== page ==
The automotive industry’s sport utility vehicle segment continues to contradict the move toward more efficient vehicles, particularly with new legislation on the horizon requiring better gas mileage. Jaguar has never manufactured a compact SUV, but it’s now joining the movement as more buyers are opting for the versatility of the style.
Like other high-end manufacturers, Jaguar, and its new F-Pace are now part of a recent sub-set, which not too many years ago, was an automotive oxymoron — luxury SUV.
The F-Pace, combined with its second updated vehicle, the Jaguar XE, defines the British carmaker’s objective toward a younger audience.
In its marketing and promotion of the two new vehicles, including a recent presentation at Mather Aviation in Mather, Ca., and hosted by Niello Jaguar Land Rover, the nearby dealership, the quest for a younger audience was apparent.
The informal, two-hour presentation was void of car specs or proclamations. Rather, the new vehicles were on display in a hangar, accompanied by sleek aircraft and loud dance music, deejay presiding. Similar presentations were made in numerous cities around the country.
The XE and F-Pace have MSRPs from $34,900 and $40,990, compared to mostly costly F-Type and XJ model siblings, which respectively begin at $61,400 and $74,000.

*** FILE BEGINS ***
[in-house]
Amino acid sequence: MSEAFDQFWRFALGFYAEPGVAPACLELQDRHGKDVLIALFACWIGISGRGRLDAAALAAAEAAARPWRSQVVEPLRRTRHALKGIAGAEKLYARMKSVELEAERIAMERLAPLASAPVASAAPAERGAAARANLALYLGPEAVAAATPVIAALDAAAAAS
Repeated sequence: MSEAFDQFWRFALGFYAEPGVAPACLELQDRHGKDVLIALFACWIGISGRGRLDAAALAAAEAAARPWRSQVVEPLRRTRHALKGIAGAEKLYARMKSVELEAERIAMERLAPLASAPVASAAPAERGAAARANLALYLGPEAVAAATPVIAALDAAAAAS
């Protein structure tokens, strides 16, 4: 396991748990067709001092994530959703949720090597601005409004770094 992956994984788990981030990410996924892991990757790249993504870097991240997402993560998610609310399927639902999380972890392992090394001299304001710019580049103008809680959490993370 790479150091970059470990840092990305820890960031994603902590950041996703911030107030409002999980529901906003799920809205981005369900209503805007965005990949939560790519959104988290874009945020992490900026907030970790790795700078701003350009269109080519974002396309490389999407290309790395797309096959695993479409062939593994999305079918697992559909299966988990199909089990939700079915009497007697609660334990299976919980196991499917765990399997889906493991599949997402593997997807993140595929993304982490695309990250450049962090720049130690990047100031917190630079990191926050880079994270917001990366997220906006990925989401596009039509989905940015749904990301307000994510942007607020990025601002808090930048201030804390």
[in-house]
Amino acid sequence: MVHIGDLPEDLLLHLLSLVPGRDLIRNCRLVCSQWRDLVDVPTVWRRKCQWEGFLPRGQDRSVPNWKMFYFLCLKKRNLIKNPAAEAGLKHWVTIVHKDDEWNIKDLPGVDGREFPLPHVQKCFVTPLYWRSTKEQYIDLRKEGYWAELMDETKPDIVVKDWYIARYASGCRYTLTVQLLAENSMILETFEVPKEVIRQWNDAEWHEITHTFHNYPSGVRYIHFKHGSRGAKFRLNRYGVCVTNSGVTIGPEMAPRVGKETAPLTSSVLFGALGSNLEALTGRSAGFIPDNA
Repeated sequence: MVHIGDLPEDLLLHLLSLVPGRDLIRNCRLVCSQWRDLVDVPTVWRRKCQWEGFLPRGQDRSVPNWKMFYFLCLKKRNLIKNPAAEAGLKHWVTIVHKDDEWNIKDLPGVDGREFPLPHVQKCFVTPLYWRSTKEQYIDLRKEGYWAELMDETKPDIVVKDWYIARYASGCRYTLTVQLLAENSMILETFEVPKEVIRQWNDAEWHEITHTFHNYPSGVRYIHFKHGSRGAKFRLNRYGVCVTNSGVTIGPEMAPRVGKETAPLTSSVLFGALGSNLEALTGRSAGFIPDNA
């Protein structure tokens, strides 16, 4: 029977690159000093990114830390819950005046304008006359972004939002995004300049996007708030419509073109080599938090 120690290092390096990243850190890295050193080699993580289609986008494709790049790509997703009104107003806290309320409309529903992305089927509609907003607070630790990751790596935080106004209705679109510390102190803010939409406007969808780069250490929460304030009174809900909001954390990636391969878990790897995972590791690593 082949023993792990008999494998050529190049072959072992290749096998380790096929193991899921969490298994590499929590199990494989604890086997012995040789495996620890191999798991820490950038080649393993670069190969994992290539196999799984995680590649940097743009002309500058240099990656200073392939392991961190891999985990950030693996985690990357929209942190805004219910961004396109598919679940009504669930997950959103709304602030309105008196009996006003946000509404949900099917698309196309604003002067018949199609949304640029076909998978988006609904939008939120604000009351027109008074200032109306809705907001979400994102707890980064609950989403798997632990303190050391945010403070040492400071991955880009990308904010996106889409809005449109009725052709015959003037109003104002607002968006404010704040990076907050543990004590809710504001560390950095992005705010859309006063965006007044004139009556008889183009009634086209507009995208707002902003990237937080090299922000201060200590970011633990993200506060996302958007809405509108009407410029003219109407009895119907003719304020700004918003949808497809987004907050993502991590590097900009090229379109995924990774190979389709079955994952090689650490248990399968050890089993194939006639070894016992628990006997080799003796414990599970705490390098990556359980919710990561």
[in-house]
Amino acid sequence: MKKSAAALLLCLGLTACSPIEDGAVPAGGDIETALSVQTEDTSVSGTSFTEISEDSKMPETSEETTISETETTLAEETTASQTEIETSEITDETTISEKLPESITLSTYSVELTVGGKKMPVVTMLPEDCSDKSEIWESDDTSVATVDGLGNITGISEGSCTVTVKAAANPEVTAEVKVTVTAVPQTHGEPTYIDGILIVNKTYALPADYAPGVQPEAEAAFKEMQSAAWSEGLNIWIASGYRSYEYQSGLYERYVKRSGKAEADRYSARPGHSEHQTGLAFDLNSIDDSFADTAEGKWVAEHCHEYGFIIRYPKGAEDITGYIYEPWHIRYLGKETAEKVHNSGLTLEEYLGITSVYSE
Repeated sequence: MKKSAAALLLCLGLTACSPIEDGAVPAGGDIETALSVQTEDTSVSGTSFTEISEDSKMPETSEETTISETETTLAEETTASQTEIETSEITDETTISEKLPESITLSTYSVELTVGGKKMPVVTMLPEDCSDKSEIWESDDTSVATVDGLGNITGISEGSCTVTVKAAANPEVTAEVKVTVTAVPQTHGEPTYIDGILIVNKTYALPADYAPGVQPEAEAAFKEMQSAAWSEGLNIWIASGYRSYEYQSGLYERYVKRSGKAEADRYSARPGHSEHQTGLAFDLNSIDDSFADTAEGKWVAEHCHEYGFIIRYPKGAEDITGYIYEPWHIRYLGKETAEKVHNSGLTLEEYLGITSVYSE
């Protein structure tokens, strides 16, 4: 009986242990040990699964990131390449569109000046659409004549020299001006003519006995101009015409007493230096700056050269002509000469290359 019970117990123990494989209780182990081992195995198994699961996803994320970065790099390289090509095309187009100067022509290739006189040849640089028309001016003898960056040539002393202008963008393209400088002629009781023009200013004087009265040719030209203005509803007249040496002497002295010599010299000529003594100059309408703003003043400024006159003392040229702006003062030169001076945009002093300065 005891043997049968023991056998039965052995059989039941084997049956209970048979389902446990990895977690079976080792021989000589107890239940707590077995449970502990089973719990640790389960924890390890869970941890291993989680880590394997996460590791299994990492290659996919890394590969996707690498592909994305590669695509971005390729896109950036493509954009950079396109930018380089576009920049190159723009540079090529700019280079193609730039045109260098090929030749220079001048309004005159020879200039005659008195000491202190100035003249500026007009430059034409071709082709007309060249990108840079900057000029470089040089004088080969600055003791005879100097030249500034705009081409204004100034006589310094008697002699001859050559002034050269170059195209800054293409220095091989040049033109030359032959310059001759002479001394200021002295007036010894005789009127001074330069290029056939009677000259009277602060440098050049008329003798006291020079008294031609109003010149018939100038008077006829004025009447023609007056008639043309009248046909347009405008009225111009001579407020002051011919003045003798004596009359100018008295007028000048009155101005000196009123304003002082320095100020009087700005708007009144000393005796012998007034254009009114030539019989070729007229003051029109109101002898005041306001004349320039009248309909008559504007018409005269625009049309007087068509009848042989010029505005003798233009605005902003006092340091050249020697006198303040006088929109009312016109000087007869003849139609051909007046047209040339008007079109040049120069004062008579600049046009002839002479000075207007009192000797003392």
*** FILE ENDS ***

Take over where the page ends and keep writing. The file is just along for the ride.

The crossover will be powered by the new Ingenium range of engines: a 2.0-liter diesel available with manual and automatic transmissions; a 3.0-liter diesel in automatic only; and 2.0 and 3.0-liter gasoline engine with automatic transmissions.
With its 2017 Jaguar XE, the high-end brand has further expanded it family offerings with nearly a dozen options for the luxury sedan.
Two variants are available, with a choice of rear-wheel or all-wheel drive and one of three trim levels. The XE 20d gets its go from a 180-hp, 318-lb-ft 2.0-liter Ingenium aluminum-block diesel four-cylinder, and promises strong fuel economy.
The XE 35t focuses on performance. Iis 3.0-liter V-6 is rated at 340 horsepower 155 mph top speed and predicted acceleration of 4.9-seconds in the standard 0-60 mph test.
The XE 20d and XE 35t are offered with an eight-speed, paddle-shift automatic transmission, a lighter version of the ZF eight-speed used in other Jaguars. The usual rotary shifter control will also be in place in the center console.
Jaguar would be remiss without including its standard bearer, the XKE, in any presentation. A stunning 1961 example was included at the Mather Aviation showcase, and it attracted plenty of attention.